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Old 09-23-2021, 11:43 AM   #7
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Thanks Jon.
Do you have a link to one I could look at?
Could be I'm out of date on this.
Yeah, has happened.

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Old 09-23-2021, 11:53 AM   #8
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Name: Duane
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Hello from Winnipeg

Hi
I would look at a total re-wire of any older trailer if 120v wiring is present. Chances are outlets, switches & wires are in rough shape or outdated and won't meet current standards/laws. Have someone experienced in the trade help you. I would reccomend you up-grade the 12 volt fixtures to LED's , these draw 80% less power than incandesent bulbs . Charging ports for electronics may be an addition to consider too. I added an outside light near the door on my Trillium, no more stumbling outside in the dark . I am also adding a 12v LED lamp to the front too. This will help with hitching and propane service on the tongue. Talk to people in your area as well about items they have changed or added to their own trailers as upgrades. If you are making changes to propane appliances consult a certified person for help. No need to blow yourself or a trailer to bits ! I have used this site as a source of information and tips when I started a re-do on mine. Good Luck in your search and any future repairs on a purchase of a home on wheels ! Duane
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Old 09-23-2021, 12:31 PM   #9
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Originally Posted by WaltP View Post
Thanks Jon.
Do you have a link to one I could look at?
Could be I'm out of date on this.
Yeah, has happened.

Walt
Here’s what we’re talking about. Not recommending this one, just a sample. It’s a newer class of fridges that use a swing compressor, not to be confused with older 12V coolers that use thermo-electric technology. I’ve seen other small, Boler-sized built-ins from around $500.
https://engelcoolers.com/products/70-rv-camping-fridge

They are available as traditional built-in, front opening styles and chest-type portables. The latter are actually more efficient, so some people replace a built-in icebox or fridge with a chest type on a slide.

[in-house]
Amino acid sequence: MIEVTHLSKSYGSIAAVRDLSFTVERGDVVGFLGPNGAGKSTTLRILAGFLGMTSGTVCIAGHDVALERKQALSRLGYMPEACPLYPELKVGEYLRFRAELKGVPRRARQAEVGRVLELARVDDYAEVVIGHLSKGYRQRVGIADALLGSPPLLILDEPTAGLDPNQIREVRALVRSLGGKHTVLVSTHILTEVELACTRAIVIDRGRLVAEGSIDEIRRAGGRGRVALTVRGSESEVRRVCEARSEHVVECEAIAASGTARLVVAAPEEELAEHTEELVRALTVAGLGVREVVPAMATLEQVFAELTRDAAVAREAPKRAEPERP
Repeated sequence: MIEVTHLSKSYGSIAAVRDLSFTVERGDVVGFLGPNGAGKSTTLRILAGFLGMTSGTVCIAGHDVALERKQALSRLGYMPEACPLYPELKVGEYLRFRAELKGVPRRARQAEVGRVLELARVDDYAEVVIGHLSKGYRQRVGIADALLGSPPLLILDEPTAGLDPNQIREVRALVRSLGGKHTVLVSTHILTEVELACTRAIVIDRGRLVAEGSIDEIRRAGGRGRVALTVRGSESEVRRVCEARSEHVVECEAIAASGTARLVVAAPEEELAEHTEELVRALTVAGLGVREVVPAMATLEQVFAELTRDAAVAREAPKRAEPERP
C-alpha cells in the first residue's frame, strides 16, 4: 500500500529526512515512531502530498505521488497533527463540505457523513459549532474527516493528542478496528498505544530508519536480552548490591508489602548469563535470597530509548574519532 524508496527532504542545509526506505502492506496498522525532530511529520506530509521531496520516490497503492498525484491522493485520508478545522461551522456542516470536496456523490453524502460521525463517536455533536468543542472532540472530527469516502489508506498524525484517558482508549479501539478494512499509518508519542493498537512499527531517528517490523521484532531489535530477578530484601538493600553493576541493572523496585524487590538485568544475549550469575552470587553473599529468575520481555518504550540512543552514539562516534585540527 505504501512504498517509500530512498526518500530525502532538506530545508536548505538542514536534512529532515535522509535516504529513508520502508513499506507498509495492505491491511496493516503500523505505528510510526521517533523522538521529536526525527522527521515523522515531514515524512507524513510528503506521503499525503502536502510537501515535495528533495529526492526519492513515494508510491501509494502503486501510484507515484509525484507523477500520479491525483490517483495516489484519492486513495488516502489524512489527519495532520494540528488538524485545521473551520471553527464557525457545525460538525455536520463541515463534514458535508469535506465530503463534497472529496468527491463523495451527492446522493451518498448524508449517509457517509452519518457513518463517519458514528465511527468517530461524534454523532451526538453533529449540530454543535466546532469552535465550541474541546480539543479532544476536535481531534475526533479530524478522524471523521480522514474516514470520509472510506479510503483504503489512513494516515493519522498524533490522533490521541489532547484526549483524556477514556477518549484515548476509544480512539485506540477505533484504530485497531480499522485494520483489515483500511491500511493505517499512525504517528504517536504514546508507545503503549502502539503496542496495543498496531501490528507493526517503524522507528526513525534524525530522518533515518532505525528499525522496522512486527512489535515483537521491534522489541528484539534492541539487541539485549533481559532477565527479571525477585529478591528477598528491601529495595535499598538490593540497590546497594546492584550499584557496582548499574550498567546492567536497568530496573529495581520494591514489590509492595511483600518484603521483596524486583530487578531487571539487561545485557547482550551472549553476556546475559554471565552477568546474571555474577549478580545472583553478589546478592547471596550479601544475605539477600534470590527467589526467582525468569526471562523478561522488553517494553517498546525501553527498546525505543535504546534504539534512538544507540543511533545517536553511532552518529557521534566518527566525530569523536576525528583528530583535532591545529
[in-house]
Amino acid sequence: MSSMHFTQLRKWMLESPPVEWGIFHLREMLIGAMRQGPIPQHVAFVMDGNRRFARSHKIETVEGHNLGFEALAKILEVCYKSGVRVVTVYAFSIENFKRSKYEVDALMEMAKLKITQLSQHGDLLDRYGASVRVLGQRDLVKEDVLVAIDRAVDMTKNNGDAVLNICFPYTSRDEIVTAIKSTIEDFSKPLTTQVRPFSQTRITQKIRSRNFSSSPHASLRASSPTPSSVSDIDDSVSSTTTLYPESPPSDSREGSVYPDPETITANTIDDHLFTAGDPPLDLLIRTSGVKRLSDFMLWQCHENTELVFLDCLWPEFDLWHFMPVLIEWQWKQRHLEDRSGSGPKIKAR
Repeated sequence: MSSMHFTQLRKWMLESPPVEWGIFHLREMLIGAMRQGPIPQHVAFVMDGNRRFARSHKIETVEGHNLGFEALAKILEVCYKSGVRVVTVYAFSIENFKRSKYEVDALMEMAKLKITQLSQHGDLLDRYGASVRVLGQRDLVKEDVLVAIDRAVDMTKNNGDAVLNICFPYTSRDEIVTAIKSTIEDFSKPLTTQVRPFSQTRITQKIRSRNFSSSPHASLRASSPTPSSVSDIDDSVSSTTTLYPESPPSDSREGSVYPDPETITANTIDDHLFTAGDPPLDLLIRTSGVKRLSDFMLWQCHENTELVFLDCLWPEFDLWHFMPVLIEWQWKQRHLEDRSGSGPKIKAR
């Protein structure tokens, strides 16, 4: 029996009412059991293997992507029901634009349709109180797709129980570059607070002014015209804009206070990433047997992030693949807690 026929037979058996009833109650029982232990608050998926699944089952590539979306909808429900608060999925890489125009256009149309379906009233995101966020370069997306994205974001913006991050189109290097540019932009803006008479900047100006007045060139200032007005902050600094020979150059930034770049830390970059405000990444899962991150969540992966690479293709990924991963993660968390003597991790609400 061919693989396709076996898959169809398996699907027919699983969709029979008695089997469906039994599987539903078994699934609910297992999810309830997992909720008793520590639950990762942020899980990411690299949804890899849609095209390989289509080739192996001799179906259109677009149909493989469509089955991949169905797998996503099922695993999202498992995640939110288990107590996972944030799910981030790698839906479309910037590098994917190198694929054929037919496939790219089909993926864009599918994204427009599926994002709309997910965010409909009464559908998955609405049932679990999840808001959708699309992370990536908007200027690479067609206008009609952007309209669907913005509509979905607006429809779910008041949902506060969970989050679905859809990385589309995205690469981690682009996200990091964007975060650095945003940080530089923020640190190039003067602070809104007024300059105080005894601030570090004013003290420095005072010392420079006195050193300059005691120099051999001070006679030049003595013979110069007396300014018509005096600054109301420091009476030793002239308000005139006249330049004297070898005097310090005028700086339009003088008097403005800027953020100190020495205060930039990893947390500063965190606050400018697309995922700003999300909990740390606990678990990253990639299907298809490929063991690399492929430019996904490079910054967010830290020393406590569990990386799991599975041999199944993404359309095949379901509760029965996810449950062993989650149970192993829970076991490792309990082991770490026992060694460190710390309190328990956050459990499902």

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Old 09-23-2021, 12:44 PM   #10
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Thanks Jon. Aren't some of them AC/DC?
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Old 09-23-2021, 02:08 PM   #11
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Name: Alexander
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Thank you for all of this information this is all very helpful
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Old 09-23-2021, 02:14 PM   #12
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Originally Posted by WaltP View Post
Thanks Jon. Aren't some of them AC/DC?
Yes some are. The compressor itself runs on DC, and they have a built-in brick that converts AC power. Of course that is redundant in most RVs.
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Old 09-29-2021, 12:44 PM   #13
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I’m thinking about selling. I’ve put a lot into my 1975 Surfside over the years and haven’t used it in Two years. I would entertain an offer. I’m also in Winnipeg
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Old 09-29-2021, 06:38 PM   #14
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Scott, You have a very nice Surfside. I love the front kitchen, and king sized bed. I expect you could get a fair sum for it.
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Old 09-30-2021, 08:52 AM   #15
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Thank you David.
I’ve seen a few for sale this year and was surprised at the amounts. Might wait till spring and try then.
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Old 09-30-2021, 10:15 AM   #16
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It won't get bigger (or smaller) so size and weight would be my first metric to to eliminate campers on.

How you use a camper can matter a lot. Some folks like rustic camping without electric hookups. Others wouldn't dream of not being able to plug in. For the latter group a counter without a propane stove offers more room for electric hot plate or other electric cooking appliances.

Family camping, with kids. Couple camping. Solo camping. Hard sided tent, home away from home, or base for touring sites and attractions. Weekend "glamping"

There are a lot of mods done to Boler campers. Those will depend on how you find you would best use the limited space in a small camper. Appliances should work, or should be reflected in a reduced price if they do not work.

Myself I generally start with what does this camper have to do for me? What features or amenities matter for my use. Hanging closet for "good" clothes or room for storing camping equipment.